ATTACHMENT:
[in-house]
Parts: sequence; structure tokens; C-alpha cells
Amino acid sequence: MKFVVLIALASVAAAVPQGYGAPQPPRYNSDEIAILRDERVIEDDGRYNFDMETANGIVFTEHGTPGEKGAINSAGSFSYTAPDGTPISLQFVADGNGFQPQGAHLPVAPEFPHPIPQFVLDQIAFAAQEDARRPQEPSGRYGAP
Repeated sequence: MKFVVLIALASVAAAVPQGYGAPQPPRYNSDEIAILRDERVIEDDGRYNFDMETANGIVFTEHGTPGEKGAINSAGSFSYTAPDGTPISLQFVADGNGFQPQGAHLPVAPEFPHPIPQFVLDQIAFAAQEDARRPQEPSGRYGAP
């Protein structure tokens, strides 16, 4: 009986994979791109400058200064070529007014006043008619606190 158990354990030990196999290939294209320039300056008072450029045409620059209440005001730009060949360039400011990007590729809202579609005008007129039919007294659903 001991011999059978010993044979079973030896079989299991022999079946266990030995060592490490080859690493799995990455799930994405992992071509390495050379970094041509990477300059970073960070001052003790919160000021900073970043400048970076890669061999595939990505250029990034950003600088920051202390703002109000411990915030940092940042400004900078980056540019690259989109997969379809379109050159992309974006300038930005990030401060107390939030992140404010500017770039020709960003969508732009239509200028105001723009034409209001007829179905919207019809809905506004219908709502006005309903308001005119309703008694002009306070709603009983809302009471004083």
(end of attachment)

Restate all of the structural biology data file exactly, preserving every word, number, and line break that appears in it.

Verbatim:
[in-house]
Parts: sequence; structure tokens; C-alpha cells
Amino acid sequence: MKFVVLIALASVAAAVPQGYGAPQPPRYNSDEIAILRDERVIEDDGRYNFDMETANGIVFTEHGTPGEKGAINSAGSFSYTAPDGTPISLQFVADGNGFQPQGAHLPVAPEFPHPIPQFVLDQIAFAAQEDARRPQEPSGRYGAP
Repeated sequence: MKFVVLIALASVAAAVPQGYGAPQPPRYNSDEIAILRDERVIEDDGRYNFDMETANGIVFTEHGTPGEKGAINSAGSFSYTAPDGTPISLQFVADGNGFQPQGAHLPVAPEFPHPIPQFVLDQIAFAAQEDARRPQEPSGRYGAP
């Protein structure tokens, strides 16, 4: 009986994979791109400058200064070529007014006043008619606190 158990354990030990196999290939294209320039300056008072450029045409620059209440005001730009060949360039400011990007590729809202579609005008007129039919007294659903 001991011999059978010993044979079973030896079989299991022999079946266990030995060592490490080859690493799995990455799930994405992992071509390495050379970094041509990477300059970073960070001052003790919160000021900073970043400048970076890669061999595939990505250029990034950003600088920051202390703002109000411990915030940092940042400004900078980056540019690259989109997969379809379109050159992309974006300038930005990030401060107390939030992140404010500017770039020709960003969508732009239509200028105001723009034409209001007829179905919207019809809905506004219908709502006005309903308001005119309703008694002009306070709603009983809302009471004083």